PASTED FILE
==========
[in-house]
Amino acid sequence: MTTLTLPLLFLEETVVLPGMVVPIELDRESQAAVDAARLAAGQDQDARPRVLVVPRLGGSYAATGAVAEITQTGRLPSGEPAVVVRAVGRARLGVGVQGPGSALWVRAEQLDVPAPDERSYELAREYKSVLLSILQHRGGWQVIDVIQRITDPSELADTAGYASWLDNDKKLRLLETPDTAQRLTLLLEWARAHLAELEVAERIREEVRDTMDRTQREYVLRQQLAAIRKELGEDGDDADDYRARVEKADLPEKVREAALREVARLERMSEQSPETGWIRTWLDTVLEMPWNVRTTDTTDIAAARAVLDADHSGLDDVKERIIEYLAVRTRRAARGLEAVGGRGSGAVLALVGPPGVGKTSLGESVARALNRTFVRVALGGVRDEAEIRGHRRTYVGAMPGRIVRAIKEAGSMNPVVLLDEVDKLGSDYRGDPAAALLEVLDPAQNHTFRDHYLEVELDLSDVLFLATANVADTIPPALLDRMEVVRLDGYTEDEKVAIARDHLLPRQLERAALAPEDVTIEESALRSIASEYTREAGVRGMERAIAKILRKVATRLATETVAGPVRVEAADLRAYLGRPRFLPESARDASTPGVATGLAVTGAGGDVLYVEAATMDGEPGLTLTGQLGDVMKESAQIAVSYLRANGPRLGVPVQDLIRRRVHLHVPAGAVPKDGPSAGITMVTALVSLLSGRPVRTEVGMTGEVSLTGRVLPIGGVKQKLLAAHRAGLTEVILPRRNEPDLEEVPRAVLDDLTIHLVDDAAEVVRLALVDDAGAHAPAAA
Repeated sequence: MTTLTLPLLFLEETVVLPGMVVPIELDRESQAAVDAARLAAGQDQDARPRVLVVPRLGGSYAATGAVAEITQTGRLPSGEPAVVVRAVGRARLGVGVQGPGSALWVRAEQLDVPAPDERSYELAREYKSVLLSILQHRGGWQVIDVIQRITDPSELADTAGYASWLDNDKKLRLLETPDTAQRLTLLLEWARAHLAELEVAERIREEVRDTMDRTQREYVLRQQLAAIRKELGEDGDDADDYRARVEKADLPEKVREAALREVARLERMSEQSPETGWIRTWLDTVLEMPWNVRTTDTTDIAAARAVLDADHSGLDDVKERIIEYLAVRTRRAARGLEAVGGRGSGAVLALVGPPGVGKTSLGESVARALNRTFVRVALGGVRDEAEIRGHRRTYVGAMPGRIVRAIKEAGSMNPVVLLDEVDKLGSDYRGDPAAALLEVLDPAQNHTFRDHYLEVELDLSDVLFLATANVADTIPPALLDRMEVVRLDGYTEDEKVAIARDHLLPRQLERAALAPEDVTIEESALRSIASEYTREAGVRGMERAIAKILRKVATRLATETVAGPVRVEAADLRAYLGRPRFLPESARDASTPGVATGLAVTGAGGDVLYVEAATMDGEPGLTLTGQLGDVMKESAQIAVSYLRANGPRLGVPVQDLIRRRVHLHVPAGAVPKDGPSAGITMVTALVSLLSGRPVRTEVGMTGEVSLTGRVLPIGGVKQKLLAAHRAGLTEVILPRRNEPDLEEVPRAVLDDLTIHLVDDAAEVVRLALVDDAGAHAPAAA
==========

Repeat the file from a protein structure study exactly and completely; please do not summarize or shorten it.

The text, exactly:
[in-house]
Amino acid sequence: MTTLTLPLLFLEETVVLPGMVVPIELDRESQAAVDAARLAAGQDQDARPRVLVVPRLGGSYAATGAVAEITQTGRLPSGEPAVVVRAVGRARLGVGVQGPGSALWVRAEQLDVPAPDERSYELAREYKSVLLSILQHRGGWQVIDVIQRITDPSELADTAGYASWLDNDKKLRLLETPDTAQRLTLLLEWARAHLAELEVAERIREEVRDTMDRTQREYVLRQQLAAIRKELGEDGDDADDYRARVEKADLPEKVREAALREVARLERMSEQSPETGWIRTWLDTVLEMPWNVRTTDTTDIAAARAVLDADHSGLDDVKERIIEYLAVRTRRAARGLEAVGGRGSGAVLALVGPPGVGKTSLGESVARALNRTFVRVALGGVRDEAEIRGHRRTYVGAMPGRIVRAIKEAGSMNPVVLLDEVDKLGSDYRGDPAAALLEVLDPAQNHTFRDHYLEVELDLSDVLFLATANVADTIPPALLDRMEVVRLDGYTEDEKVAIARDHLLPRQLERAALAPEDVTIEESALRSIASEYTREAGVRGMERAIAKILRKVATRLATETVAGPVRVEAADLRAYLGRPRFLPESARDASTPGVATGLAVTGAGGDVLYVEAATMDGEPGLTLTGQLGDVMKESAQIAVSYLRANGPRLGVPVQDLIRRRVHLHVPAGAVPKDGPSAGITMVTALVSLLSGRPVRTEVGMTGEVSLTGRVLPIGGVKQKLLAAHRAGLTEVILPRRNEPDLEEVPRAVLDDLTIHLVDDAAEVVRLALVDDAGAHAPAAA
Repeated sequence: MTTLTLPLLFLEETVVLPGMVVPIELDRESQAAVDAARLAAGQDQDARPRVLVVPRLGGSYAATGAVAEITQTGRLPSGEPAVVVRAVGRARLGVGVQGPGSALWVRAEQLDVPAPDERSYELAREYKSVLLSILQHRGGWQVIDVIQRITDPSELADTAGYASWLDNDKKLRLLETPDTAQRLTLLLEWARAHLAELEVAERIREEVRDTMDRTQREYVLRQQLAAIRKELGEDGDDADDYRARVEKADLPEKVREAALREVARLERMSEQSPETGWIRTWLDTVLEMPWNVRTTDTTDIAAARAVLDADHSGLDDVKERIIEYLAVRTRRAARGLEAVGGRGSGAVLALVGPPGVGKTSLGESVARALNRTFVRVALGGVRDEAEIRGHRRTYVGAMPGRIVRAIKEAGSMNPVVLLDEVDKLGSDYRGDPAAALLEVLDPAQNHTFRDHYLEVELDLSDVLFLATANVADTIPPALLDRMEVVRLDGYTEDEKVAIARDHLLPRQLERAALAPEDVTIEESALRSIASEYTREAGVRGMERAIAKILRKVATRLATETVAGPVRVEAADLRAYLGRPRFLPESARDASTPGVATGLAVTGAGGDVLYVEAATMDGEPGLTLTGQLGDVMKESAQIAVSYLRANGPRLGVPVQDLIRRRVHLHVPAGAVPKDGPSAGITMVTALVSLLSGRPVRTEVGMTGEVSLTGRVLPIGGVKQKLLAAHRAGLTEVILPRRNEPDLEEVPRAVLDDLTIHLVDDAAEVVRLALVDDAGAHAPAAA